The Moroccan Dirham is now closed

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The Moroccan dirham is a closed currency and has been for many years but what is a closed currency? That’s a question that is often asked and not one that has a straightforward answer. Strictly speaking a closed currency is a currency that can only be traded in the country of origin and it is technically illegal to take the currency in and out of that country.

Many countries have foreign exchange controls and that would include restrictions on the amount of currency allowed in or out of the country. It also includes banning foreign currencies, restricting the exchange mechanism of the currency in the country and fixing exchange rates. However, many of these controls lead to a black market in currency exchange in the country of origin so the effectiveness of exchange controls including closing the currency is debatable. Even the UK had exchange controls from 1939 to 1979 to limit the exchangeability of the pound to other currencies. Comparing Holiday Money would not have been a realistic option!

The world of foreign exchange is a very complex one and beyond the scope of this article but the ecomomics of a country has a major effect on its currency. The reason a country may restrict it’s currency is usually to improve stability but it doesn’t always work and many closed currencies are freely available to trade in other countries.

At the moment there are 25 currencies in the world that are designated as closed, but on the pages of Compare Holiday Money you will find 7 suppliers selling Indian rupees, 19 suppliers selling  Russian rubles and 5 suppliers selling Moroccan dirham for example and all of these currencies are technically closed and should not be traded out of their respective territories!

None of the listed FX traders sell Tunisian dinars even though this is a popular tourist destination because the controls on this currency are a lot stricter by the Tunisian Government. When they say closed they mean it so if you visit Tunisia and obtain your Dinars, make sure you spend it all before you leave the country!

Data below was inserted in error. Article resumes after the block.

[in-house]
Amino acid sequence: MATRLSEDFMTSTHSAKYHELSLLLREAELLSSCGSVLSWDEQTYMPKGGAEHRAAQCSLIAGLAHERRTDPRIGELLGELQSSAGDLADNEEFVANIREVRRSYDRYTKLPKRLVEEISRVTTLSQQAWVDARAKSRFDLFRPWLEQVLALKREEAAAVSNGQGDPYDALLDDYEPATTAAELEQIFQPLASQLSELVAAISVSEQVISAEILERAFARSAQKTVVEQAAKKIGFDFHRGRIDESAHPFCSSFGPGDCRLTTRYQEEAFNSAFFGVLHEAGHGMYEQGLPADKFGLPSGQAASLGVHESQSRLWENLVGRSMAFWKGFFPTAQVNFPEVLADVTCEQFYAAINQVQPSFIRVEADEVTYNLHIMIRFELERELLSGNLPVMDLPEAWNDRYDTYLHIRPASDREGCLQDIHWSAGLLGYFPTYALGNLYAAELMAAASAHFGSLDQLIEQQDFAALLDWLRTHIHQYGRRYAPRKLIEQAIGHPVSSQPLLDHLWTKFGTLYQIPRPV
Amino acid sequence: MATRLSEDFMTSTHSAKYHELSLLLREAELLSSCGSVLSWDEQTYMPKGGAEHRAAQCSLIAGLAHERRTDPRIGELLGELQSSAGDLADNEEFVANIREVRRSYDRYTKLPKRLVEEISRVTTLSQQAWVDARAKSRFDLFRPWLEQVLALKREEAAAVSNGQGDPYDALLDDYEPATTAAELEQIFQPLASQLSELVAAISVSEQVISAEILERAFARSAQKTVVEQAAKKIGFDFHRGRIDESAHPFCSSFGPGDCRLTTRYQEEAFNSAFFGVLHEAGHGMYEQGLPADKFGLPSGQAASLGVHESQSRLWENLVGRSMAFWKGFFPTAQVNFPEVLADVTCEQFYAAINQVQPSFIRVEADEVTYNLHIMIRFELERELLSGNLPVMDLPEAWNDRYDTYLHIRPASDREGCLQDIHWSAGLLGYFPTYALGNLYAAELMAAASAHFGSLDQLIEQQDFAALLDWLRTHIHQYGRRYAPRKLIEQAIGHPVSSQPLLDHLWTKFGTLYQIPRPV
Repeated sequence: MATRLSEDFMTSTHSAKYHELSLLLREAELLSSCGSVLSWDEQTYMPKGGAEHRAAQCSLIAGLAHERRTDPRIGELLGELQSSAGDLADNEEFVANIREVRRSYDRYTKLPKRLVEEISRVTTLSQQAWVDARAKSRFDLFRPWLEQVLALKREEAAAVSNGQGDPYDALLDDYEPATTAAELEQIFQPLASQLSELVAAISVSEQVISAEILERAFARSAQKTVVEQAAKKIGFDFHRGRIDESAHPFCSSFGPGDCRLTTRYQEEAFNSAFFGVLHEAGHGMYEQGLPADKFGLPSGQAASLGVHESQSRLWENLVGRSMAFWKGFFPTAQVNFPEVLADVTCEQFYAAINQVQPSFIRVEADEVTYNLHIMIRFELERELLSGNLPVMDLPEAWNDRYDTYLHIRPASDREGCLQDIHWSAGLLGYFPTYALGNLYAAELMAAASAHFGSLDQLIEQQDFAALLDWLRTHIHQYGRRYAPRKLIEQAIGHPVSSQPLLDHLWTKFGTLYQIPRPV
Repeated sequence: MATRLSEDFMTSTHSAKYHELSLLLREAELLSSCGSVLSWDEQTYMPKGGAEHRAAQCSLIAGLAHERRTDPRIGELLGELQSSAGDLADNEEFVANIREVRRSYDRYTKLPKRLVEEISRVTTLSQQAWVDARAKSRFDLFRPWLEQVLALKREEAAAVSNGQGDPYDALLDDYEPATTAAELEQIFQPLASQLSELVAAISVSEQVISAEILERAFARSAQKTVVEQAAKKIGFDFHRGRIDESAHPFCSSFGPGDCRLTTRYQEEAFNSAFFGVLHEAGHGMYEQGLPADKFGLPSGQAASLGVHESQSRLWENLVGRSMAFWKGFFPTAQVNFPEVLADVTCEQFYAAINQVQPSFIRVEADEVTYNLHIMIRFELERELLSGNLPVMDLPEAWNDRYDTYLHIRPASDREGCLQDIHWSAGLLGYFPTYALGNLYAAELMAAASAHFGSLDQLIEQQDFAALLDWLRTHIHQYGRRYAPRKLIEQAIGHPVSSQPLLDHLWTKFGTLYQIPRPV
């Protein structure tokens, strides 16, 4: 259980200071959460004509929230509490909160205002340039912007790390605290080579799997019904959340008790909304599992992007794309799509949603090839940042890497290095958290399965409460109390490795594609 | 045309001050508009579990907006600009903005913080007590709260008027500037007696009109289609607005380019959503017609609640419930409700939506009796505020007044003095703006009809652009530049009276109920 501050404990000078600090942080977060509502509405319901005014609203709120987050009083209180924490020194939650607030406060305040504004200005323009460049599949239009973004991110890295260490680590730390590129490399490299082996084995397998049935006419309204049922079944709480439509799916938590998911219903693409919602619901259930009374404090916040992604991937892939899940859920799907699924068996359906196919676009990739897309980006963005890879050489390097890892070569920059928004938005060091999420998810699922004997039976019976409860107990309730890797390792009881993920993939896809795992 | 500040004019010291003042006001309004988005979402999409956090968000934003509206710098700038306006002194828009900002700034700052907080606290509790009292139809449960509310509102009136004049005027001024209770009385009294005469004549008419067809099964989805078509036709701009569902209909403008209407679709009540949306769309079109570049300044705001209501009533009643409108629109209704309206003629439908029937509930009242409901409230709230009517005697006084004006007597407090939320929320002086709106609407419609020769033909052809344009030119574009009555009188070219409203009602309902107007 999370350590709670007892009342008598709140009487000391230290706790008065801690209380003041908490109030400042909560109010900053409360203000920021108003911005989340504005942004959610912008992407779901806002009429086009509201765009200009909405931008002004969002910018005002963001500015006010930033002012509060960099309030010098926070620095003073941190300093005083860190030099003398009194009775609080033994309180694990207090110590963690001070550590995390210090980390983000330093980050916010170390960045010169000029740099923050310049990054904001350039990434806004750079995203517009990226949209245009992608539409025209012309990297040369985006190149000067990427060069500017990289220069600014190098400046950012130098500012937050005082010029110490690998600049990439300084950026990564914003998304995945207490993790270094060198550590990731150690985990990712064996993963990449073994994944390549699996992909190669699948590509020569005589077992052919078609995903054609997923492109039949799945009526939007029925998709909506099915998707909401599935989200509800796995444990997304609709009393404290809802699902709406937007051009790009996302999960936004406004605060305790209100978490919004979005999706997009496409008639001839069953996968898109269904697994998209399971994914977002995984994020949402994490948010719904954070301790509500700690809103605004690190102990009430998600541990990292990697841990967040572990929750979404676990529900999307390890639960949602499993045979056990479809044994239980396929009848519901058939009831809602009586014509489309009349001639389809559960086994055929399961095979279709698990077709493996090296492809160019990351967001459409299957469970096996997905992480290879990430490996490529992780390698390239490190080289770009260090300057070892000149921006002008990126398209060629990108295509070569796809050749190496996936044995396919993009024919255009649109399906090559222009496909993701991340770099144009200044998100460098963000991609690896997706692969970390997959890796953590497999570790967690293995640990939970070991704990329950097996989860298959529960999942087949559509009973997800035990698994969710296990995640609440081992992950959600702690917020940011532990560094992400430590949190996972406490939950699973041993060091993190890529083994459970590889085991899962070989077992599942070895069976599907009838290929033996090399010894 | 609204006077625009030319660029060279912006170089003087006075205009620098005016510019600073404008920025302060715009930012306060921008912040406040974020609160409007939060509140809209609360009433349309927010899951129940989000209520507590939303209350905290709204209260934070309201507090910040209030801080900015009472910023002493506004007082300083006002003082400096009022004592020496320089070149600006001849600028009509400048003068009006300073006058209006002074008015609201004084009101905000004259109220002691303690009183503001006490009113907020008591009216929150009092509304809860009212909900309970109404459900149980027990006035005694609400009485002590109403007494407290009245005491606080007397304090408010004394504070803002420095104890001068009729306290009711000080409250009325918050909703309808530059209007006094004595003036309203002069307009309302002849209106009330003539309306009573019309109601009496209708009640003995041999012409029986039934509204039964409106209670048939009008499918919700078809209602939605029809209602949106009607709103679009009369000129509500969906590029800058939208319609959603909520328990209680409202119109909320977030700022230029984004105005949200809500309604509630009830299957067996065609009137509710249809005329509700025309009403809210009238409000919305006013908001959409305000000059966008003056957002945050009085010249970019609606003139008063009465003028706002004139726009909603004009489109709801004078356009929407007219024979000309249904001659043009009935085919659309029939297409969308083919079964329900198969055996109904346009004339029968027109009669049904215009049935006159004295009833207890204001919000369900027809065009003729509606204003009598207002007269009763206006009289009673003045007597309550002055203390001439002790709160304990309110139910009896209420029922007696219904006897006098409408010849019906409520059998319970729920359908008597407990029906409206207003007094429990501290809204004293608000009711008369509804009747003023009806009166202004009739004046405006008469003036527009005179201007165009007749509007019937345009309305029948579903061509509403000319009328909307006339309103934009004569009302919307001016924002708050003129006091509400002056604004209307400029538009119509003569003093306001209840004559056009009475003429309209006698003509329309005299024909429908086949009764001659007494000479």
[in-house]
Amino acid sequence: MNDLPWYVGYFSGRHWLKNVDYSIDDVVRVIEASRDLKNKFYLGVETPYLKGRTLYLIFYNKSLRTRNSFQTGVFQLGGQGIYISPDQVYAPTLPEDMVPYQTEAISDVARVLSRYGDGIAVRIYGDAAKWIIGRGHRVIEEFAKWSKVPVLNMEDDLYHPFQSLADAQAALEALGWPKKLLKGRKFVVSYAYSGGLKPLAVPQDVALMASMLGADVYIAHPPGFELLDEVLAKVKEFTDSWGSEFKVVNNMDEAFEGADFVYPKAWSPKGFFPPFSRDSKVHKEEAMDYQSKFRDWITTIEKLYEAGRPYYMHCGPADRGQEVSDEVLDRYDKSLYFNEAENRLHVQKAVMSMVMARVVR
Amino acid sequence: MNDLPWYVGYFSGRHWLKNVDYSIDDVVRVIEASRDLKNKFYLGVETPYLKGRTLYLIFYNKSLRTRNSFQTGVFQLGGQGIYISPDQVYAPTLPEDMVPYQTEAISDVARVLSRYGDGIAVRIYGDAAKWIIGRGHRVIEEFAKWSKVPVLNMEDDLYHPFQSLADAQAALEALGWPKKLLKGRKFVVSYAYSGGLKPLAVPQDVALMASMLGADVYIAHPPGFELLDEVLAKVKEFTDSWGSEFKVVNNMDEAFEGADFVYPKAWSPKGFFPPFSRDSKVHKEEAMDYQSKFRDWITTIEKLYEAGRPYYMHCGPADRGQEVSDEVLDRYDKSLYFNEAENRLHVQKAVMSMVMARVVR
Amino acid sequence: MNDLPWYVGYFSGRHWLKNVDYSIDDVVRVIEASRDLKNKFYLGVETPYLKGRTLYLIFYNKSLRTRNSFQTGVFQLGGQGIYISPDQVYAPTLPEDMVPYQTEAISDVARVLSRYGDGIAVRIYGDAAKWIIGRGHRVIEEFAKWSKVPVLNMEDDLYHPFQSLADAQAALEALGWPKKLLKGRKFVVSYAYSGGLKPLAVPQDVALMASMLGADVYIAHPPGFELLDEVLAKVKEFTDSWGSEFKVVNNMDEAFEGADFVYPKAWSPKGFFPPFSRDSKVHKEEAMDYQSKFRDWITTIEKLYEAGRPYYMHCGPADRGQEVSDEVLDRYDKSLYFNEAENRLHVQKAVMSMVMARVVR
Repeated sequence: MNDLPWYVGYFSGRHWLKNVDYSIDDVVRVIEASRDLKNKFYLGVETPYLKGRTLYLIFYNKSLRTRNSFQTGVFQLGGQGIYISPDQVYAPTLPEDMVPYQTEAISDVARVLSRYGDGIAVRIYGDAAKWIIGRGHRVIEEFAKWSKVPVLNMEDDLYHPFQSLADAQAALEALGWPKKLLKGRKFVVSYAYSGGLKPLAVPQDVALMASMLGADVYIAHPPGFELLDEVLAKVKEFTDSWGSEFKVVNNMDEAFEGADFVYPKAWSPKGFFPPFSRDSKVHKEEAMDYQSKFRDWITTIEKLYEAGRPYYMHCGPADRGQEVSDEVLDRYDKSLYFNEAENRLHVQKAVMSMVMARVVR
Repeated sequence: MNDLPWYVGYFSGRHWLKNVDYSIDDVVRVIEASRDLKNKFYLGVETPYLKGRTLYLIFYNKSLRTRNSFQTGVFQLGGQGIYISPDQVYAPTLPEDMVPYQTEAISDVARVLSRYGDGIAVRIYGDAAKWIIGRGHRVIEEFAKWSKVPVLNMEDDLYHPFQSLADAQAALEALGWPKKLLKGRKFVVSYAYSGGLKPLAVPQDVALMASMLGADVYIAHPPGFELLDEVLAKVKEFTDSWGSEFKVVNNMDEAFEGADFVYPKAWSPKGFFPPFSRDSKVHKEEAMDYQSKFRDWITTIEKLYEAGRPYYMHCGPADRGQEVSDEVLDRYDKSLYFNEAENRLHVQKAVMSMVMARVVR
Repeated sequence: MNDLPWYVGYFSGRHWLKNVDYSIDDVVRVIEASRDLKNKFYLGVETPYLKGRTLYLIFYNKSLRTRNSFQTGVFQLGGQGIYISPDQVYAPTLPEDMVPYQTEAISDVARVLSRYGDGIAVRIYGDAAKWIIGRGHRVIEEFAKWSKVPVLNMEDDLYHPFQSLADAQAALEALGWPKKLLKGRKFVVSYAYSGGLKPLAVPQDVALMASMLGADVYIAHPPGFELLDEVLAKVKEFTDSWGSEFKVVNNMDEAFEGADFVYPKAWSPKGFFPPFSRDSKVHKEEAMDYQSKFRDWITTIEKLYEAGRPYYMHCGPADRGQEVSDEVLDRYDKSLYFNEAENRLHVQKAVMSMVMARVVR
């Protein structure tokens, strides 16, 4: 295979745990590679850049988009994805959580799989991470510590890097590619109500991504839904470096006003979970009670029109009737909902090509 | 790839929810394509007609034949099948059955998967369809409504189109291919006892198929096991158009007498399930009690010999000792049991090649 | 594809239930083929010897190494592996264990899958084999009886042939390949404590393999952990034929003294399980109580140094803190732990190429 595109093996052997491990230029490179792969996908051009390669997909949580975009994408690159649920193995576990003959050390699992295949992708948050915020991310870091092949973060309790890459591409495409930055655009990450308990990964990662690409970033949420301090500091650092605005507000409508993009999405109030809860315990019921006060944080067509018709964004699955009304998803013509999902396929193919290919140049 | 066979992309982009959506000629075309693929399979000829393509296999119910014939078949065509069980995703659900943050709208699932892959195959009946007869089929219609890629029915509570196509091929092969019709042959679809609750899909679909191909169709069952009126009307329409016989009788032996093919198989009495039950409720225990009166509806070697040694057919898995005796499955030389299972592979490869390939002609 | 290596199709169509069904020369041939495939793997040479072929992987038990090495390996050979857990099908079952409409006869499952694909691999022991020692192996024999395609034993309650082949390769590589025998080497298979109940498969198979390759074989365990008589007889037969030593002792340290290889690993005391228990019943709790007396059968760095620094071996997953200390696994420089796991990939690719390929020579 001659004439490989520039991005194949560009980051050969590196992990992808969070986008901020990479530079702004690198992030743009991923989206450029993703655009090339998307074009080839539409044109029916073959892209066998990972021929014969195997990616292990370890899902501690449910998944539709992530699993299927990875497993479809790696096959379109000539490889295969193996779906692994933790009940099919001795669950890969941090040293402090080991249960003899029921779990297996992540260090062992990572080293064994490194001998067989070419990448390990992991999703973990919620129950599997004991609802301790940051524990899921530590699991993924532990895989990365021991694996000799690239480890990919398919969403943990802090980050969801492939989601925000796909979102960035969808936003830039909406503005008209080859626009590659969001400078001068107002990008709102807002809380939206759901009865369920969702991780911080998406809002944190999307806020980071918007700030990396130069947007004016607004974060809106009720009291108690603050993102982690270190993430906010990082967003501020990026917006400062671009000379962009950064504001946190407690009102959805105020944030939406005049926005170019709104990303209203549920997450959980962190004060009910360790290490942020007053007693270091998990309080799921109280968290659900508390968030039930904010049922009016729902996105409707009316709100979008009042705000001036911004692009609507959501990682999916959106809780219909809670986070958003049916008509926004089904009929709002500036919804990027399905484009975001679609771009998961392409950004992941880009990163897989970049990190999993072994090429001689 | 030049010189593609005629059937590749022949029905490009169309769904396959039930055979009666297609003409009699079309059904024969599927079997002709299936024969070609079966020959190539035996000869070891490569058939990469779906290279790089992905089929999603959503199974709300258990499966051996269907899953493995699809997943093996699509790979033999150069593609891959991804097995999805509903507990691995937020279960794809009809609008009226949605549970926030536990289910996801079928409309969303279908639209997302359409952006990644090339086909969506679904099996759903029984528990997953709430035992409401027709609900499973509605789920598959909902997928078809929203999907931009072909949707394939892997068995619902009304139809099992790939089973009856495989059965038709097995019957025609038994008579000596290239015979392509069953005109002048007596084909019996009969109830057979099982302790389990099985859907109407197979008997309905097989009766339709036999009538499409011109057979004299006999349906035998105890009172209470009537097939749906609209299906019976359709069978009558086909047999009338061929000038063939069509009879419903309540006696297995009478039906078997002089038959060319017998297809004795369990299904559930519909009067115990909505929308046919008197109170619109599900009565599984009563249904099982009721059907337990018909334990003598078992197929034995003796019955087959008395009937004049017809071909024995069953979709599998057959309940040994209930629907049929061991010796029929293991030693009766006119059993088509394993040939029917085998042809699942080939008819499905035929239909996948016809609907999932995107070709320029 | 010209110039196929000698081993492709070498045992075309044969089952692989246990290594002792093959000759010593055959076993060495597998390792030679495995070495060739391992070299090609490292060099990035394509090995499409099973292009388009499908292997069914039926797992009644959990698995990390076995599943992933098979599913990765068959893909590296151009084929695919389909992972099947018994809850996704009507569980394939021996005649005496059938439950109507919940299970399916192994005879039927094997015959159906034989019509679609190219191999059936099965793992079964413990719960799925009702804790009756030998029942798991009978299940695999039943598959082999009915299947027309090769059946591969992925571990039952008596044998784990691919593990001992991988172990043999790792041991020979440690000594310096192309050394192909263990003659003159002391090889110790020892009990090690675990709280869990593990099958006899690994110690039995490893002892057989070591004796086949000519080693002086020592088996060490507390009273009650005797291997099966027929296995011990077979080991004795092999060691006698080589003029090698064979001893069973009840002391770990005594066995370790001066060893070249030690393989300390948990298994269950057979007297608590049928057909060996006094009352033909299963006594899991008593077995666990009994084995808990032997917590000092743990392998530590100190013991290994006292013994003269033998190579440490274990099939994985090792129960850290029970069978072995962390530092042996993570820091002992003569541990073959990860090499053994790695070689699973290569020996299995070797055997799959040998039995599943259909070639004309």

In order to find out a little more we contacted Currency Online Group, a leading UK independent foreign exchange company. I asked them as traders, was it illegal for them to sell closed currencies?

Director of COG James Colvin, told us It is not illegal to sell closed currencies and I have never heard of tourists having any immigration issues with customs converting small amounts of currency from people. It’s a very soft rule”

“Some countries currencies, however, are impossible for us to obtain and therefore sell on to customers. The restrictions on these are enforced heavily. These currencies are as follows – with recommendations on what can be taken and used instead:”

Cuba – take GBP

North Korea




Armenia – take Euros

Belize – take USD

Cameroon – take USD (post-2007)

Libya – take USD

Myanmar- take USD (new and unmarked)

Namibia – take USD (post-2007)

Nepal – take USD (post-2007)

Nigeria – take USD (post-2007)

Papua New Guinea – take USD (post-2007)

Samoa – take USD

Uzbekistan – take USD 

Venezuela – take USD (post-2007)

Zimbabwe – take USD (post-2007)

Closed but obtainable

“The ‘closed’ currencies that are easy to get hold of and still get good rates in the UK are as follows:”

Brazil Real

China Yuan

Egypt Pound

India Rupee

Morocco Dirham

Russia Ruble

South Africa Rand

Ukraine Hryvnia

“Governments that decide to close their own countries currency do so as a method aimed to bring more foreign currency into their country. It is not usually a strict rule, just something to try and encourage tourists to bring foreign notes. It is also used as a way to keep local money in the country of origin. This is all designed as a way to help to protect and improve their own economy.

People tend to panic when they see a country’s currency is closed, but as mentioned, it’s something the government enforce to try and attempt to control the flow of money. Not necessarily a strictly enforced rule as such.

The one currency I would recommend getting the majority whilst over there is Morocco, as it tends to have a much higher margin outside of Morocco, India to a certain extent too.”

Big thanks to James at Currency Online Group for clearing that up and providing the alternative currency information which will help if you are visiting those countries, and you will find the rates for these currencies at COG very competitive so check it out!

Posted by Graham Morley

Graham Morley

Graham is the Business Development Manager for Compare Holiday Money.


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